Finding Dispersants on Oil Analysis Reports

Noria Corporation

"Which elements on an oil analysis report are considered dispersants?

On your regular routine oil analysis report, the answer would be none. A dispersant in oil is defined as an additive, usually nonmetallic ("ashless"), which keeps fine particles of insoluble materials in a homogeneous solution. Hence, particles are not permitted to settle out and accumulate. The most common chemistry of a dispersant is a polyisobutylene succinimide.

Dispersants, in addition to antioxidants, viscosity-index improvers and some anti-foam additives are organic molecules. An organic additive molecule contains carbon, hydrogen and possibly oxygen, nitrogen or sulfur, none of which are routinely detected using elemental spectroscopy.

The metallic additives typically monitored via elemental analysis include the following:

  • Anti-wear additives — zinc and phosphorus (ZDDP)
  • Extreme pressure — phosphorus
  • Detergents — calcium, magnesium and barium

However, elemental spectroscopy has two major limitations with respect to tracking additives. First, the technique does not actually measure additives, but rather the individual elements or atoms contained within the additive molecule. While this comment may seem obvious, it has serious implications when talking about trending additive depletion.

To understand the potential problem, consider the fate of one of the most common additives, zinc dialkyldithiophosphate (ZDDP), an anti-wear and antioxidant additive. Depending on formulation, a common anti-wear hydraulic fluid may contain anywhere from 100 ppm to 500 ppm of ZDDP, as measured by the elemental concentrations of zinc and phosphorus. Subjecting an oil containing ZDDP to high temperatures and high levels of moisture will likely result in significant additive depletion due to hydrolysis, which is a chemical reaction between the ZDDP molecule and water. Under such circumstances, the ultimate byproducts of the hydrolysis reaction will likely be zinc salts and phosphates, which although no longer chemically ZDDP, they may remain in solution in the oil.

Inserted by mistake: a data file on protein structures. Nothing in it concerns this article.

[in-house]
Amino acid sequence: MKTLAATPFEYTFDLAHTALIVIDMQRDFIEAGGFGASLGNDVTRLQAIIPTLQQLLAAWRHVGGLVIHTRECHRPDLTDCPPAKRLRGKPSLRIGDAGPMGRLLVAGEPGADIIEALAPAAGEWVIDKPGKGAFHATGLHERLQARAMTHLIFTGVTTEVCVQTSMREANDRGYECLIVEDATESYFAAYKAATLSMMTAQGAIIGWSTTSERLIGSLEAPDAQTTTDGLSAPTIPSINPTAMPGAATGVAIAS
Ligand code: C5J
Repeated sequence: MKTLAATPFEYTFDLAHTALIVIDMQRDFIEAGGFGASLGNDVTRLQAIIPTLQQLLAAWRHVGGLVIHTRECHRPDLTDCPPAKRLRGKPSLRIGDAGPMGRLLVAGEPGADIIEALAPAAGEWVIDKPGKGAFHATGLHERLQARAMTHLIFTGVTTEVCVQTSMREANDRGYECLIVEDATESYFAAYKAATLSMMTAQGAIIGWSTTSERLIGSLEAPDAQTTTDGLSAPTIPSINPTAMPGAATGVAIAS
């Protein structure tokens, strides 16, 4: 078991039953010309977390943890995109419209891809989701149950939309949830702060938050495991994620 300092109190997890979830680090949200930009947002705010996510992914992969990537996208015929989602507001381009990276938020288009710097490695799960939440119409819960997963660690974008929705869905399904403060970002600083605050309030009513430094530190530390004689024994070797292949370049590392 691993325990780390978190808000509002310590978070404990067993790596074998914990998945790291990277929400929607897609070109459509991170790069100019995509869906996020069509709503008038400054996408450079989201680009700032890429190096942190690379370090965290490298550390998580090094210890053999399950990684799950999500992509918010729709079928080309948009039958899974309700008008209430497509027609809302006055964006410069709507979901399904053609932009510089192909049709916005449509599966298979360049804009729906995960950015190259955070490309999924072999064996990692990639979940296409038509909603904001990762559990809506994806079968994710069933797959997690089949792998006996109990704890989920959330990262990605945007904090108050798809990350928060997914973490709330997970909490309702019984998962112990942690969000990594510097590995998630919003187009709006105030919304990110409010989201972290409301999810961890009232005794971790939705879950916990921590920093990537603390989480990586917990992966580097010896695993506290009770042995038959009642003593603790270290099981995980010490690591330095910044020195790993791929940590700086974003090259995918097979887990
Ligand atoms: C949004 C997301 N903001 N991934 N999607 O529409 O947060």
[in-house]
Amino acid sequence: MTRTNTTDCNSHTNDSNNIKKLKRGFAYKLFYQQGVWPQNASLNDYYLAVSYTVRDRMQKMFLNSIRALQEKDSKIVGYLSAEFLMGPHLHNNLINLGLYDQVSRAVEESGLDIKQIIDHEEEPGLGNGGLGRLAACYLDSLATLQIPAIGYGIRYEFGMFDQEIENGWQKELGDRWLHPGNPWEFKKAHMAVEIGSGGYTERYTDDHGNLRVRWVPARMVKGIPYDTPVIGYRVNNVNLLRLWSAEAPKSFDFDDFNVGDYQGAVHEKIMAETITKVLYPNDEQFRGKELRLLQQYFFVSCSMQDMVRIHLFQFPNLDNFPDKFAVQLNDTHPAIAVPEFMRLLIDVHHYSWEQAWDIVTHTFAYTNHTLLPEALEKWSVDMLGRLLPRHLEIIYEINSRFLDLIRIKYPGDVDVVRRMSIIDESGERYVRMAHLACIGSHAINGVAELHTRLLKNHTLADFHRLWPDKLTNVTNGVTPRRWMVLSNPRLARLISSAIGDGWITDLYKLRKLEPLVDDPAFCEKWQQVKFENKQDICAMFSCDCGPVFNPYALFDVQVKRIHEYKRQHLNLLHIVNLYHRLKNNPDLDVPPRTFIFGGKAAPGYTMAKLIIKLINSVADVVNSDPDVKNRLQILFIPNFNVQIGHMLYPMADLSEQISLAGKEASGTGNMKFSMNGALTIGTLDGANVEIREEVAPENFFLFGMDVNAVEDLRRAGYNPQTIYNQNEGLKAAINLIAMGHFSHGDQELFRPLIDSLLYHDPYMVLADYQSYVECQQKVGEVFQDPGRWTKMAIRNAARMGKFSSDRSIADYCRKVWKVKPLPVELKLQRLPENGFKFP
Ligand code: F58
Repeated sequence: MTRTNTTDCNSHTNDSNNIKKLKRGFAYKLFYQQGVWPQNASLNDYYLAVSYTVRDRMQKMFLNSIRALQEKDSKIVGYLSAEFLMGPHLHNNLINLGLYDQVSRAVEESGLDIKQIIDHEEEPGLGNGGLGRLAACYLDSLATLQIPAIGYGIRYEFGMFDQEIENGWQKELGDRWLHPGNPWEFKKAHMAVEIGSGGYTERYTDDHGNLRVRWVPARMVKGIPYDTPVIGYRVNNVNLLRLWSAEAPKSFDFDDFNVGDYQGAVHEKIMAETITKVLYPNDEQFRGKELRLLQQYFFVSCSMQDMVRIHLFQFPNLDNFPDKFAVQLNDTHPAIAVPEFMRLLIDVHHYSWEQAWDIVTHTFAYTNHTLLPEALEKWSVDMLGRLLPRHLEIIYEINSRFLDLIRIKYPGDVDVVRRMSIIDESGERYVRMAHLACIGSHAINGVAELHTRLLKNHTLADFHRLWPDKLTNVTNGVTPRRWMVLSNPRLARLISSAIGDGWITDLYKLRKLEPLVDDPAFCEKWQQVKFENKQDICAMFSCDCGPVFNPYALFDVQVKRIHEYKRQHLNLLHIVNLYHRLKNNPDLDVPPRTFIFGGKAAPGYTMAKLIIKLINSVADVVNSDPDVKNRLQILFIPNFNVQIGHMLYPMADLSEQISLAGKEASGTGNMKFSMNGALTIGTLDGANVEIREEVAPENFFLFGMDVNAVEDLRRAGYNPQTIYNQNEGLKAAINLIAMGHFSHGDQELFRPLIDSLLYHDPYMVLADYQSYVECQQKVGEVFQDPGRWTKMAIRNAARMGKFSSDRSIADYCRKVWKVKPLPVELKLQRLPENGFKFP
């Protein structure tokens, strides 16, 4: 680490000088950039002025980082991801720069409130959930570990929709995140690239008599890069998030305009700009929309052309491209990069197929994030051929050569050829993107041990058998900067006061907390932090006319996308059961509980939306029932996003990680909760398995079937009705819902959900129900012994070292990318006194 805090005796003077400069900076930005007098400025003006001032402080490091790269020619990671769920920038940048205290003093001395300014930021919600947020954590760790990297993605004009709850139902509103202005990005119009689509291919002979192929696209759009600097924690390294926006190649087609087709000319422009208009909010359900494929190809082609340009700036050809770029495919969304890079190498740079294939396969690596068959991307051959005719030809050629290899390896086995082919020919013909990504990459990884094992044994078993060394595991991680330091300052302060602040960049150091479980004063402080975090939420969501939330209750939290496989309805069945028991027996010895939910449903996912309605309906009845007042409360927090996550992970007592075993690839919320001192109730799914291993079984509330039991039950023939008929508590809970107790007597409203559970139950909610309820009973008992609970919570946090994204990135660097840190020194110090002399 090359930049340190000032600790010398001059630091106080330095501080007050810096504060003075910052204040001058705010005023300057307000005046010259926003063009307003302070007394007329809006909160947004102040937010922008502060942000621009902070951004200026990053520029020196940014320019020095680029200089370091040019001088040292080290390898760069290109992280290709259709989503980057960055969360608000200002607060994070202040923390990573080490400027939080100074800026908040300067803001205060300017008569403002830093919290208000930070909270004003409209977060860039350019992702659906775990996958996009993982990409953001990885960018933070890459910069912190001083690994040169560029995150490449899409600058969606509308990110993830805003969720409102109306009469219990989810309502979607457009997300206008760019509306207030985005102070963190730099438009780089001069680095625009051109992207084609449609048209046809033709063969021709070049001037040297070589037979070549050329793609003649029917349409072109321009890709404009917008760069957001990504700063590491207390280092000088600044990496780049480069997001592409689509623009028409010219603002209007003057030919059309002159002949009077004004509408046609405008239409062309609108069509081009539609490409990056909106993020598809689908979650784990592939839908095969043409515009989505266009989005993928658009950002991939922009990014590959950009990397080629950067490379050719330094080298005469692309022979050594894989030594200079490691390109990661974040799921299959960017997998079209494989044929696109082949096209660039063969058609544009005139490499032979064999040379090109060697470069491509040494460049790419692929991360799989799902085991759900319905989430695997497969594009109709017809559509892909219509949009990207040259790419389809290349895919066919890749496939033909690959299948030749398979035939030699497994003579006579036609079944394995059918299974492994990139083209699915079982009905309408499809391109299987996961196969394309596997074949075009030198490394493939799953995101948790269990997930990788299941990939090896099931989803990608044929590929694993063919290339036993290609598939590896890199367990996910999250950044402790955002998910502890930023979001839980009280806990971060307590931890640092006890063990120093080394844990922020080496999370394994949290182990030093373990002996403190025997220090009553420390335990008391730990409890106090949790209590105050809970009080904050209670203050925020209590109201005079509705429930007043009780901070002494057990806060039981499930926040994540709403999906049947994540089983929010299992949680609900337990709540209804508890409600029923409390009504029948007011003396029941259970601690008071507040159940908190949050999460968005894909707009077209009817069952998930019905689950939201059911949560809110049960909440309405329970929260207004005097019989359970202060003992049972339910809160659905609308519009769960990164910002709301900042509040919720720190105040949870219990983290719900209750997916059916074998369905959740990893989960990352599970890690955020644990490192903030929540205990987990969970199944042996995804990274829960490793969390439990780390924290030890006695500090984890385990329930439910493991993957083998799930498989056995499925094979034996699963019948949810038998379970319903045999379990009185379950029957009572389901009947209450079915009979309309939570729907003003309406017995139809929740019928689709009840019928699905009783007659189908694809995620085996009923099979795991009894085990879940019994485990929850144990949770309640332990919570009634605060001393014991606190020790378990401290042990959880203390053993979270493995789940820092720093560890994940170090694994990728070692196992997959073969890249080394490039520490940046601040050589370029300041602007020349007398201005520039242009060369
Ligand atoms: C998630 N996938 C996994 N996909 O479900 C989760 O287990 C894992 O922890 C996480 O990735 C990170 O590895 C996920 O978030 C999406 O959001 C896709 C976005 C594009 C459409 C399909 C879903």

The result is that by considering only zinc and phosphorus concentrations, the difference between “good” zinc and phosphorus in the form of ZDDP and “bad” zinc and phosphorus from reaction byproducts will be next to impossible to determine.

The second limitation of using elemental spectroscopy for tracking additive depletion is perhaps even more fundamental. Many common additives such as antioxidants, dispersants, VI improvers and some anti-foam additives are organic molecules. Simply stated, an organic additive molecule contains carbon, hydrogen and perhaps oxygen, nitrogen or sulfur. Because none of these elements are routinely detected using elemental spectroscopy, rotating disk electrode (RDE) or inductively coupled plasma (ICP) spectroscopy offers little or no help in monitoring organic additive health.

A more precise tool for measuring additive depletion is Fourier transform infrared (FTIR) spectroscopy. Monitoring the FTIR spectrum will allow for checking of dispersants.

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